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The qacC Gene Has Recently Spread between Rolling Circle Plasmids of Staphylococcus , Indicative of a Novel Gene Transfer Mechanism

View Article: PubMed Central - PubMed

ABSTRACT

Resistance of Staphylococcus species to quaternary ammonium compounds, frequently used as disinfectants and biocides, can be attributed to qac genes. Most qac gene products belong to the Small Multidrug Resistant (SMR) protein family, and are often encoded by rolling-circle (RC) replicating plasmids. Four classes of SMR-type qac gene families have been described in Staphylococcus species: qacC, qacG, qacJ, and qacH. Within their class, these genes are highly conserved, but qacC genes are extremely conserved, although they are found in variable plasmid backgrounds. The lower degree of sequence identity of these plasmids compared to the strict nucleotide conservation of their qacC means that this gene has recently spread. In the absence of insertion sequences or other genetic elements explaining the mobility, we sought for an explanation of mobilization by sequence comparison. Publically available sequences of qac genes, their flanking genes and the replication gene that is invariably present in RC-plasmids were compared to reconstruct the evolutionary history of these plasmids and to explain the recent spread of qacC. Here we propose a new model that explains how qacC is mobilized and transferred to acceptor RC-plasmids without assistance of other genes, by means of its location in between the Double Strand replication Origin (DSO) and the Single-Strand replication Origin (SSO). The proposed mobilization model of this DSO-qacC-SSO element represents a novel mechanism of gene mobilization in RC-plasmids, which has also been employed by other genes, such as lnuA (conferring lincomycin resistance). The proposed gene mobility has aided to the wide spread of clinically relevant resistance genes in Staphylococcus populations.

No MeSH data available.


Graphical representation of 200 qacC upstream (top) and downstream (bottom) sequences. Nucleotides are represented by color with A (red), T (purple), G (green), and C (blue). DSO, double-strand origin of replication; DR, direct repeat; SSO, single-strand origin of replication. Other features indicated are discussed in the text.
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Figure 2: Graphical representation of 200 qacC upstream (top) and downstream (bottom) sequences. Nucleotides are represented by color with A (red), T (purple), G (green), and C (blue). DSO, double-strand origin of replication; DR, direct repeat; SSO, single-strand origin of replication. Other features indicated are discussed in the text.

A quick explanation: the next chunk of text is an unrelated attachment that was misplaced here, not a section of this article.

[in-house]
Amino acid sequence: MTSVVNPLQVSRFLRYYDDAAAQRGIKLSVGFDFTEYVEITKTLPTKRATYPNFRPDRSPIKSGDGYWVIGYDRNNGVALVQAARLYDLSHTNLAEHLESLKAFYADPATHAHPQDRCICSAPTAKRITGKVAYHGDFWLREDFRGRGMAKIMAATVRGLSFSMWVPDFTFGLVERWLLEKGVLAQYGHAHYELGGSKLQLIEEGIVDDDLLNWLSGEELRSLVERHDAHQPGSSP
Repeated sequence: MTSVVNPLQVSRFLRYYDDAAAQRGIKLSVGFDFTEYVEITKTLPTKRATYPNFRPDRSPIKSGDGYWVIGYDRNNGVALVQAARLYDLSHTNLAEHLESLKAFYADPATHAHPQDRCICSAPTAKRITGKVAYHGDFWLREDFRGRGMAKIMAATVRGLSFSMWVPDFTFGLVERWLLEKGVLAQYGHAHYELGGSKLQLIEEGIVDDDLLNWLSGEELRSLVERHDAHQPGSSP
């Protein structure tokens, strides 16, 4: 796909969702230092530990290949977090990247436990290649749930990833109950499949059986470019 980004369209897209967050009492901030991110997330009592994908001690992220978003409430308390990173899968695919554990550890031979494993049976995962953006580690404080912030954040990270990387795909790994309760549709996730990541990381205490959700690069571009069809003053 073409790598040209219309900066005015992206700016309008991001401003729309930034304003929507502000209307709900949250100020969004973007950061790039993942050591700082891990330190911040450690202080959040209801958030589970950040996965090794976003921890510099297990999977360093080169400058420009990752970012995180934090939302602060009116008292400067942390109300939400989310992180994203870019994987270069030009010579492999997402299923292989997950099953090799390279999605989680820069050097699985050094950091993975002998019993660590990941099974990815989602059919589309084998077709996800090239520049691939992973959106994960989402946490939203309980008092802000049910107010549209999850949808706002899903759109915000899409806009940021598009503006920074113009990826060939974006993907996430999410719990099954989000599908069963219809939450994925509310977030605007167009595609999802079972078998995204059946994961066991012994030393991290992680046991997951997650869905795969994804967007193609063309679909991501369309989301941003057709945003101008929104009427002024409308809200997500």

Mentions: In an attempt to explain the finding of a conserved qacC in these variable backgrounds we compared the flanking sequences of qacC in the RC-plasmids listed in Table 1. Key features of the multiple DNA alignment are summarized in Figure 2.


The qacC Gene Has Recently Spread between Rolling Circle Plasmids of Staphylococcus , Indicative of a Novel Gene Transfer Mechanism
Graphical representation of 200 qacC upstream (top) and downstream (bottom) sequences. Nucleotides are represented by color with A (red), T (purple), G (green), and C (blue). DSO, double-strand origin of replication; DR, direct repeat; SSO, single-strand origin of replication. Other features indicated are discussed in the text.
© Copyright Policy
Related In: Results  -  Collection

License
Show All Figures
getmorefigures.php?uid=PMC5037232&req=5

Figure 2: Graphical representation of 200 qacC upstream (top) and downstream (bottom) sequences. Nucleotides are represented by color with A (red), T (purple), G (green), and C (blue). DSO, double-strand origin of replication; DR, direct repeat; SSO, single-strand origin of replication. Other features indicated are discussed in the text.
Mentions: In an attempt to explain the finding of a conserved qacC in these variable backgrounds we compared the flanking sequences of qacC in the RC-plasmids listed in Table 1. Key features of the multiple DNA alignment are summarized in Figure 2.

View Article: PubMed Central - PubMed

ABSTRACT

Resistance of Staphylococcus species to quaternary ammonium compounds, frequently used as disinfectants and biocides, can be attributed to qac genes. Most qac gene products belong to the Small Multidrug Resistant (SMR) protein family, and are often encoded by rolling-circle (RC) replicating plasmids. Four classes of SMR-type qac gene families have been described in Staphylococcus species: qacC, qacG, qacJ, and qacH. Within their class, these genes are highly conserved, but qacC genes are extremely conserved, although they are found in variable plasmid backgrounds. The lower degree of sequence identity of these plasmids compared to the strict nucleotide conservation of their qacC means that this gene has recently spread. In the absence of insertion sequences or other genetic elements explaining the mobility, we sought for an explanation of mobilization by sequence comparison. Publically available sequences of qac genes, their flanking genes and the replication gene that is invariably present in RC-plasmids were compared to reconstruct the evolutionary history of these plasmids and to explain the recent spread of qacC. Here we propose a new model that explains how qacC is mobilized and transferred to acceptor RC-plasmids without assistance of other genes, by means of its location in between the Double Strand replication Origin (DSO) and the Single-Strand replication Origin (SSO). The proposed mobilization model of this DSO-qacC-SSO element represents a novel mechanism of gene mobilization in RC-plasmids, which has also been employed by other genes, such as lnuA (conferring lincomycin resistance). The proposed gene mobility has aided to the wide spread of clinically relevant resistance genes in Staphylococcus populations.

No MeSH data available.